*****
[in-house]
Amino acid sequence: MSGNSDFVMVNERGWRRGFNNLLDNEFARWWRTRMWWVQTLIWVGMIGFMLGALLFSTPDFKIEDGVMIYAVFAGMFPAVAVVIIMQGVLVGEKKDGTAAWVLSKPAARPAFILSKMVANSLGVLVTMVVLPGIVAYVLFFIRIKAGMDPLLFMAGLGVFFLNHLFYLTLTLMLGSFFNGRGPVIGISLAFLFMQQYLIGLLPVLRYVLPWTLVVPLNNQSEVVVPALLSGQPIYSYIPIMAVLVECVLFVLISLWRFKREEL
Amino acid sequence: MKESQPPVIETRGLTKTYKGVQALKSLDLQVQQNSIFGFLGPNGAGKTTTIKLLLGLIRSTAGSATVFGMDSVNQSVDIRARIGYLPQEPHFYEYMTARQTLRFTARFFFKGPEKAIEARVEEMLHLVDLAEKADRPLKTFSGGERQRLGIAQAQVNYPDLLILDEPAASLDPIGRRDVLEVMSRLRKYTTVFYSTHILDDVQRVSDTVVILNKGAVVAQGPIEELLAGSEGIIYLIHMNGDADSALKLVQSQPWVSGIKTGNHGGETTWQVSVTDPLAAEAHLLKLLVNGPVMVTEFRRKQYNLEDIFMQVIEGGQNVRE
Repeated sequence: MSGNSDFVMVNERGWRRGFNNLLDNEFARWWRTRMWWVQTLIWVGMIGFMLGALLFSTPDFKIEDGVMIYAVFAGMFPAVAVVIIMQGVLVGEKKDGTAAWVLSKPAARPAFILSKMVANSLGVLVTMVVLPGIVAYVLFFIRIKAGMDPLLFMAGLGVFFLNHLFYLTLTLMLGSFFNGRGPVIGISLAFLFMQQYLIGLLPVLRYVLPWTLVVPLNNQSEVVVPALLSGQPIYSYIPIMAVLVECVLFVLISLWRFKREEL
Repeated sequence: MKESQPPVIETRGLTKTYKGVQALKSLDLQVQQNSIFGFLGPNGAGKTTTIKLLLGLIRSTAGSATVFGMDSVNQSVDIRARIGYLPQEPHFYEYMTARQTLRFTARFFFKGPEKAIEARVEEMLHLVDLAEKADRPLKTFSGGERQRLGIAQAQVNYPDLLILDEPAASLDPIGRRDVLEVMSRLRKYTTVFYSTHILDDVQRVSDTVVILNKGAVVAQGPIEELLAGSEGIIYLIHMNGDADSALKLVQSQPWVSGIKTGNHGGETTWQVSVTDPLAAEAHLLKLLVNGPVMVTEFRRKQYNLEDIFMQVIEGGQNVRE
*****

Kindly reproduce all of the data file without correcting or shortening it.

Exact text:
[in-house]
Amino acid sequence: MSGNSDFVMVNERGWRRGFNNLLDNEFARWWRTRMWWVQTLIWVGMIGFMLGALLFSTPDFKIEDGVMIYAVFAGMFPAVAVVIIMQGVLVGEKKDGTAAWVLSKPAARPAFILSKMVANSLGVLVTMVVLPGIVAYVLFFIRIKAGMDPLLFMAGLGVFFLNHLFYLTLTLMLGSFFNGRGPVIGISLAFLFMQQYLIGLLPVLRYVLPWTLVVPLNNQSEVVVPALLSGQPIYSYIPIMAVLVECVLFVLISLWRFKREEL
Amino acid sequence: MKESQPPVIETRGLTKTYKGVQALKSLDLQVQQNSIFGFLGPNGAGKTTTIKLLLGLIRSTAGSATVFGMDSVNQSVDIRARIGYLPQEPHFYEYMTARQTLRFTARFFFKGPEKAIEARVEEMLHLVDLAEKADRPLKTFSGGERQRLGIAQAQVNYPDLLILDEPAASLDPIGRRDVLEVMSRLRKYTTVFYSTHILDDVQRVSDTVVILNKGAVVAQGPIEELLAGSEGIIYLIHMNGDADSALKLVQSQPWVSGIKTGNHGGETTWQVSVTDPLAAEAHLLKLLVNGPVMVTEFRRKQYNLEDIFMQVIEGGQNVRE
Repeated sequence: MSGNSDFVMVNERGWRRGFNNLLDNEFARWWRTRMWWVQTLIWVGMIGFMLGALLFSTPDFKIEDGVMIYAVFAGMFPAVAVVIIMQGVLVGEKKDGTAAWVLSKPAARPAFILSKMVANSLGVLVTMVVLPGIVAYVLFFIRIKAGMDPLLFMAGLGVFFLNHLFYLTLTLMLGSFFNGRGPVIGISLAFLFMQQYLIGLLPVLRYVLPWTLVVPLNNQSEVVVPALLSGQPIYSYIPIMAVLVECVLFVLISLWRFKREEL
Repeated sequence: MKESQPPVIETRGLTKTYKGVQALKSLDLQVQQNSIFGFLGPNGAGKTTTIKLLLGLIRSTAGSATVFGMDSVNQSVDIRARIGYLPQEPHFYEYMTARQTLRFTARFFFKGPEKAIEARVEEMLHLVDLAEKADRPLKTFSGGERQRLGIAQAQVNYPDLLILDEPAASLDPIGRRDVLEVMSRLRKYTTVFYSTHILDDVQRVSDTVVILNKGAVVAQGPIEELLAGSEGIIYLIHMNGDADSALKLVQSQPWVSGIKTGNHGGETTWQVSVTDPLAAEAHLLKLLVNGPVMVTEFRRKQYNLEDIFMQVIEGGQNVRE